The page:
New opinions — foreclosure-suit limits and an invalid immigration regulation

Two published opinions today.

Kaymark v. Bank of America — foreclosure / consumer — reversal — Fisher

After a homeowner defaulted on a mortgage, the bank foreclosed. The foreclosure suit included demands for certain fees that had not been incurred yet. The homeowner then brought suit, alleging that these demands violated the Fair Debt Collection Practices Act. The district court dismissed, but today the Third Circuit reversed in part. The court held that the FDCPA applies to mortgage complaints, not just debt-collection letters, and held that the homeowner adequately pled an FDCPA violation when he alleged that the bank sued for fees it had not yet incurred and did not disclose that these fees were estimates. The court affirmed dismissal of other claims.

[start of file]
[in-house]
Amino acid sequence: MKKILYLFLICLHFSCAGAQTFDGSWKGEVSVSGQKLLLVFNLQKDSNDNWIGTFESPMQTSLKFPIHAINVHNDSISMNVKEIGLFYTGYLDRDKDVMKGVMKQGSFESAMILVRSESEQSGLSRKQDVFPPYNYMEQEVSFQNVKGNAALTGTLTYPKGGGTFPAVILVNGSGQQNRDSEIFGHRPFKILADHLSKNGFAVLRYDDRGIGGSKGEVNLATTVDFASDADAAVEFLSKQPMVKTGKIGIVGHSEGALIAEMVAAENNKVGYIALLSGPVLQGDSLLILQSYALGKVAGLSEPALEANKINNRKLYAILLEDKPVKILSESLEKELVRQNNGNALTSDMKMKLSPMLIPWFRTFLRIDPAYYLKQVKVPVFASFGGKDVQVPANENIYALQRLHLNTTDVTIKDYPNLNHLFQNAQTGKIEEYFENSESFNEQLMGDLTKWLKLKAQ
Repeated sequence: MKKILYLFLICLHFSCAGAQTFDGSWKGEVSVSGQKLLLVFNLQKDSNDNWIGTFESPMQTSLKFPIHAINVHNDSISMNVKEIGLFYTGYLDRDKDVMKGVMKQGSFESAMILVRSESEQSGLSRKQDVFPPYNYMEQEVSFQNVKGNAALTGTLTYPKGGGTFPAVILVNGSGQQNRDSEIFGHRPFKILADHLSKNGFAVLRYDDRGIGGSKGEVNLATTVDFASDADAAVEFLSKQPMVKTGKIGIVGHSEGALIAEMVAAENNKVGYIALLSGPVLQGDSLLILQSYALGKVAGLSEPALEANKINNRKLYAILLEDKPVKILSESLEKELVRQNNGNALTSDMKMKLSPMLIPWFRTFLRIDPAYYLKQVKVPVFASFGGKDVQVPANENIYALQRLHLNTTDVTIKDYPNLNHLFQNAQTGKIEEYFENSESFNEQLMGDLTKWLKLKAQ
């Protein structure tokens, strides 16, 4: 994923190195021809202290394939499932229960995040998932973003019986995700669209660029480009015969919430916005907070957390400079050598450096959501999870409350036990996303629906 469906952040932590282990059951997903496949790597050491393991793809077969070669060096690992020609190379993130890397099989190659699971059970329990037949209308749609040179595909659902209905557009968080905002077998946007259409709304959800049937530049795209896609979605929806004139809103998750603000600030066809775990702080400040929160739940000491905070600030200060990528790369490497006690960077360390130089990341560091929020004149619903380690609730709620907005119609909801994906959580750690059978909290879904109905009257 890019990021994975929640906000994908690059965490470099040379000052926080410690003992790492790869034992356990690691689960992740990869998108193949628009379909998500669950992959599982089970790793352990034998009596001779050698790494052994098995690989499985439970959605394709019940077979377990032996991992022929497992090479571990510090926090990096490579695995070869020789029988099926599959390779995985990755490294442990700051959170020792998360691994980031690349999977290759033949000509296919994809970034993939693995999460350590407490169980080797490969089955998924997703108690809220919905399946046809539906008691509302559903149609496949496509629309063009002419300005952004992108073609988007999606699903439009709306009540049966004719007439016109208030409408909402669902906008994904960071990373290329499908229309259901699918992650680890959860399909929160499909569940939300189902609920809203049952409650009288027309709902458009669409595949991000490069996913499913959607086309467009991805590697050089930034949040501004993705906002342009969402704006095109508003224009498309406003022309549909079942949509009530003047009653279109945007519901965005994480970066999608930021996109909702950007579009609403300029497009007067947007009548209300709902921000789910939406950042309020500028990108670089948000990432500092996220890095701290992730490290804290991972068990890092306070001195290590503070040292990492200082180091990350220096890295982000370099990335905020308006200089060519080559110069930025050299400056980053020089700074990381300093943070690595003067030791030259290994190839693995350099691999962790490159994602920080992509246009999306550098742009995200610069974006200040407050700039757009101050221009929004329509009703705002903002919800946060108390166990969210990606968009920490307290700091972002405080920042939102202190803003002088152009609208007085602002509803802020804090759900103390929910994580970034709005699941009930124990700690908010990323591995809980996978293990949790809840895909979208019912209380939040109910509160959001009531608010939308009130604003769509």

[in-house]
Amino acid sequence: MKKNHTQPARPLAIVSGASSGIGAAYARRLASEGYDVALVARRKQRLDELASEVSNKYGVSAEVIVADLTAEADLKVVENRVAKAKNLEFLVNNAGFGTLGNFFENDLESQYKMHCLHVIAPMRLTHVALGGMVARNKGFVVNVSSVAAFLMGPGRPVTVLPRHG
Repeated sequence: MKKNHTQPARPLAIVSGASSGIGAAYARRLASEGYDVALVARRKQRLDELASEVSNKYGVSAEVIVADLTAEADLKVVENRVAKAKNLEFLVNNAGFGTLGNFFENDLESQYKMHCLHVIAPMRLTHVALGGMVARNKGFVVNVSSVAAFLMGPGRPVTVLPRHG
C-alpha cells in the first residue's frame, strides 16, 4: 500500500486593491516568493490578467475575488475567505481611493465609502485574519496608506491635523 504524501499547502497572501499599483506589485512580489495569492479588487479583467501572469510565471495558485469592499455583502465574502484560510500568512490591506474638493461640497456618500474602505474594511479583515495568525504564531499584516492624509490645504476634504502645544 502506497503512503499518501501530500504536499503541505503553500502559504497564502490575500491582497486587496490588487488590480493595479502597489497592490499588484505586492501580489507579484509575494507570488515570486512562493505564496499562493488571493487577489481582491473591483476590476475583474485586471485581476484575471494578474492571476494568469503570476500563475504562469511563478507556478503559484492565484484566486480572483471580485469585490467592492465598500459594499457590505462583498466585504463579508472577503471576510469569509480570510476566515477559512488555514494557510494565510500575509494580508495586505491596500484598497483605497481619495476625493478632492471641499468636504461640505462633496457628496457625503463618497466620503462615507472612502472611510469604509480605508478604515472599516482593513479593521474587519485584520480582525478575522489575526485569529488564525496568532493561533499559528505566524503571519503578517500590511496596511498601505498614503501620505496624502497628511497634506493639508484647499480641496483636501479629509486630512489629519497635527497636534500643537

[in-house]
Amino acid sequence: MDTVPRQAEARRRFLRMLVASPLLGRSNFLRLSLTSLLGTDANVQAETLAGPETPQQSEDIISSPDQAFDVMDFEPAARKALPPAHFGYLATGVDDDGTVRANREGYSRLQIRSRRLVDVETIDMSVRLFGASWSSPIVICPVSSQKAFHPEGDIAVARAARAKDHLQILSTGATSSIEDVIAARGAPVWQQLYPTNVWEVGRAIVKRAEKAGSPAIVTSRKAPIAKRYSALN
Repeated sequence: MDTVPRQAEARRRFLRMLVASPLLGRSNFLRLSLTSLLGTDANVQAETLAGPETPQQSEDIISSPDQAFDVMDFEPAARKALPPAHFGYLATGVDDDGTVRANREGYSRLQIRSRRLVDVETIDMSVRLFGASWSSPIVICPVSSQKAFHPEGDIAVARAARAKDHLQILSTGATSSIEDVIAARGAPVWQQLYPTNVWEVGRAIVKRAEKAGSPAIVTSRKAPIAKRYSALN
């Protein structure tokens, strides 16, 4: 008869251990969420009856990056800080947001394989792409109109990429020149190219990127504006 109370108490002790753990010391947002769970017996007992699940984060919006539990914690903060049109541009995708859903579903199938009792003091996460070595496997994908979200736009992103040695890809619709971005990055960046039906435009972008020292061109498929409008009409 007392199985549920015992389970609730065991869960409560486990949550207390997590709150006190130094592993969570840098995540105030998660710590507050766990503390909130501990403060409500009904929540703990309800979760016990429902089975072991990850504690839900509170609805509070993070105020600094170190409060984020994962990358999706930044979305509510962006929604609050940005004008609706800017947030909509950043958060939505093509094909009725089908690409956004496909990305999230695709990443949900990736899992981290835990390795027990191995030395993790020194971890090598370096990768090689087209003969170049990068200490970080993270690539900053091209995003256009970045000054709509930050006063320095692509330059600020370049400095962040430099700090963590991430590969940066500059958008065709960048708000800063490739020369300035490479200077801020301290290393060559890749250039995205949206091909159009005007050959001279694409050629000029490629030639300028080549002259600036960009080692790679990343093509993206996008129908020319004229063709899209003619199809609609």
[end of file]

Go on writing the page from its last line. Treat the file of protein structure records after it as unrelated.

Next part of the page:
Joining Fisher were Fuentes and Krause. Arguing counsel were Michael Malakoff—  for the homeowner, Thomas Allen (a UNC law alum!) for the bank, and Jonathan Bart for the law firm that filed the foreclosure suit,

Shalom Pentecostal Church v. Secretary DHS — immigration — affirmance — Krause

The Third Circuit today struck down an immigration regulation. The underlying statute permits certain immigrant religious workers to get a visa if (among other requirements) they have been carrying on religious work for the two years before seeking the visa. The regulation limited the statute by providing that the two years of religious work must have been done while lawfully in the country. The district court struck down the regulation’s limitation as ultra vires, and today the Third Circuit — apparently the first circuit to reach the issue — affirmed. The court also rejected the government’s standing arguments, and it remanded for further proceedings.

Joining Krause were Rendell and Greenaway. Arguing counsel were William Stock for the immigrant and Geoffrey Forney for the government.

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